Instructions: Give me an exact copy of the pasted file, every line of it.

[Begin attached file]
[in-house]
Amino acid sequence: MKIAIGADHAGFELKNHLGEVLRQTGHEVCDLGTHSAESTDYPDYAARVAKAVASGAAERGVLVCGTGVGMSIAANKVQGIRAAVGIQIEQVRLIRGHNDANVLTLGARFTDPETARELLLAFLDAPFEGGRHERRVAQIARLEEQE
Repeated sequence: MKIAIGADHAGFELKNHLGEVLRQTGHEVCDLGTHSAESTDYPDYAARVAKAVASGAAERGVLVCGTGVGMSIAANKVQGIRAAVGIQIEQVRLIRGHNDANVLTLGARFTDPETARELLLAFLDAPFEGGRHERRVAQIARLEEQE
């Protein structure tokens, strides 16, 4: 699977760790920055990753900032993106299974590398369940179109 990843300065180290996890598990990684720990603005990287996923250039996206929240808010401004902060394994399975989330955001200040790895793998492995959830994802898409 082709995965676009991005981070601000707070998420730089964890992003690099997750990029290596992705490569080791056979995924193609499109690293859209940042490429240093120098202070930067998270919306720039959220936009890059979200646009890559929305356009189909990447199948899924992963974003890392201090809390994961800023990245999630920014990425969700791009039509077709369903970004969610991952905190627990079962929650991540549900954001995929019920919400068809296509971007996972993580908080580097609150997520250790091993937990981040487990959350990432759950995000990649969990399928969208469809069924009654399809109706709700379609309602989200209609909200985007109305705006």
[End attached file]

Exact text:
[in-house]
Amino acid sequence: MKIAIGADHAGFELKNHLGEVLRQTGHEVCDLGTHSAESTDYPDYAARVAKAVASGAAERGVLVCGTGVGMSIAANKVQGIRAAVGIQIEQVRLIRGHNDANVLTLGARFTDPETARELLLAFLDAPFEGGRHERRVAQIARLEEQE
Repeated sequence: MKIAIGADHAGFELKNHLGEVLRQTGHEVCDLGTHSAESTDYPDYAARVAKAVASGAAERGVLVCGTGVGMSIAANKVQGIRAAVGIQIEQVRLIRGHNDANVLTLGARFTDPETARELLLAFLDAPFEGGRHERRVAQIARLEEQE
């Protein structure tokens, strides 16, 4: 699977760790920055990753900032993106299974590398369940179109 990843300065180290996890598990990684720990603005990287996923250039996206929240808010401004902060394994399975989330955001200040790895793998492995959830994802898409 082709995965676009991005981070601000707070998420730089964890992003690099997750990029290596992705490569080791056979995924193609499109690293859209940042490429240093120098202070930067998270919306720039959220936009890059979200646009890559929305356009189909990447199948899924992963974003890392201090809390994961800023990245999630920014990425969700791009039509077709369903970004969610991952905190627990079962929650991540549900954001995929019920919400068809296509971007996972993580908080580097609150997520250790091993937990981040487990959350990432759950995000990649969990399928969208469809069924009654399809109706709700379609309602989200209609909200985007109305705006």